In a recent discussion with Suzanne McCarthy, my views were compared to Aristotle's, and I pointed out that I am really more of a Platonist and am often irritated at the continuing dominance of basically Aristotelian metaphysical ideas in Christian philosophy. In this post I will discuss the nature of these Aristotelian metaphysical claims, the manner in which they have been incorporated into Christian thought, and my reasons for objecting to said incorporation.
Before I start, I should note that I am not an expert on Aristotle, so I will be examining only basic points of Aristotelian metaphysics, and relying on interpretations that I take to be fairly uncontroversial. Of course, since I am not an expert, I could also be wrong in taking my interpretations to be uncontroversial. This is a blog discussion, not a research paper.
Aristotle is a "common sense" philosopher. In stark contrast to Plato, his teacher, he is eager to embrace the basic assumptions of his culture, and even searches for truth in facts about the Greek language. (See especially the Categories.) He is responsible for the "subject/predicate" distinction in grammar (that is, the so-called "Aristotelian predicate" which consists of the part of the sentence which is not the subject, as opposed to the "Fregean predicate," which is a somewhat different concept), and he saw this as a window to the way the world works. He claimed that the world consisted of "substances" (the things that can be subjects of sentences) and that these substances have properties. The properties are the things that might be predicated of the substance. That is, in sentences like "I am a philosophy student," we state that some substance ("I") has a particular property (belongs to the class of substances which are philosophy students). Some properties are essential - that is, if they changed the substance would lose its identity and become a different substance. Others are accidental - that is, the substance retains its identity if they change over time. If I was a philosophy student essentially then when I graduated I would become a different person. Since this is not the case, it is safe to say that I am a philosophy student only accidentally. (Although I can assure you that I became a philosophy student quite intentionally and with much effort! "Accidentally" in this context merely means non-essentially.) These essences, that is, collections of properties which define what it is to be something, are logical entities which are instantiated by certain individuals (but, again in contrast to Plato, Aristotle holds that the actual individuals are the "real" things, not the essences).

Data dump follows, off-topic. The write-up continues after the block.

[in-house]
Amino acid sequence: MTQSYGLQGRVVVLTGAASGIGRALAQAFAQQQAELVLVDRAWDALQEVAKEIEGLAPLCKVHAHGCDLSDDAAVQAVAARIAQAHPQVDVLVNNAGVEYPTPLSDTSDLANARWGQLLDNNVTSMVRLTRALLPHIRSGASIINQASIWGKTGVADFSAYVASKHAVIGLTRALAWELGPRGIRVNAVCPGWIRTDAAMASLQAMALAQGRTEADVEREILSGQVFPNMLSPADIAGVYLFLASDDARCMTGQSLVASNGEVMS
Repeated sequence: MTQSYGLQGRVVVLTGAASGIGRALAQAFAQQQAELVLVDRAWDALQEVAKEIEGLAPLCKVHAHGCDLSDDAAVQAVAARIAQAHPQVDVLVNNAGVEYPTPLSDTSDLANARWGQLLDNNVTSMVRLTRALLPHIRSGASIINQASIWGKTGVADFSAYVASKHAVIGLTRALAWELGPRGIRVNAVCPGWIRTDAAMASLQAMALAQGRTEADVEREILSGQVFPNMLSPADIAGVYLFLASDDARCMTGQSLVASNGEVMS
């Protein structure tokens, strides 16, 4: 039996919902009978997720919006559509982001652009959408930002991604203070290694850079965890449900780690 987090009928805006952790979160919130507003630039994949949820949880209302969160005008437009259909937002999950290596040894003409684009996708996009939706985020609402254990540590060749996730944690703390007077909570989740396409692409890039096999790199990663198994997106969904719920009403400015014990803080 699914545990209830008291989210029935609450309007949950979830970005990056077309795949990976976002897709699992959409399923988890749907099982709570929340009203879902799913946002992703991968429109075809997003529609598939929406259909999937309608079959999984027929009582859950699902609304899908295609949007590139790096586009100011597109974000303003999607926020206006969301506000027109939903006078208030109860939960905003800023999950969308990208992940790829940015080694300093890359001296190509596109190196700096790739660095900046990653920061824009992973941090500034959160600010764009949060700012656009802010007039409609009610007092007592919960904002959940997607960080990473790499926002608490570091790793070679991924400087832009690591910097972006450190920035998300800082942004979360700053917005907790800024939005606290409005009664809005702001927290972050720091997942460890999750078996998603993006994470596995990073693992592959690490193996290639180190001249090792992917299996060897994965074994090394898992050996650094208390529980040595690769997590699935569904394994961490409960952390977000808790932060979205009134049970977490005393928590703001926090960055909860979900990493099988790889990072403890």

According to Aristotle, substances have a two-fold nature: they are "form" and "matter." Aristotelian theories that posit this two-fold nature are called hylomorphic theories. Matter, on this view, is the basic "stuff" of the world. "Form" is what gives it its identity as a unique entity. This exists in a sort of hierarchy. For instance, my form is my soul, and my matter is my body. The form of my body is its "vegatative soul," which is the organizing principle that takes care of blood flow, growth, digestion, etc. (but not motion - there is an "animal soul" in between the vegetative and rational souls). The matter of my body is the organs of which is made. Each organ, in turn, has form and matter, and so on.
The school of Medieval Christian philosophers known as the Scholastics were Aristotelians. During this time, Aristotelian metaphysics became a part of Catholic orthodoxy. In fact, this started very early.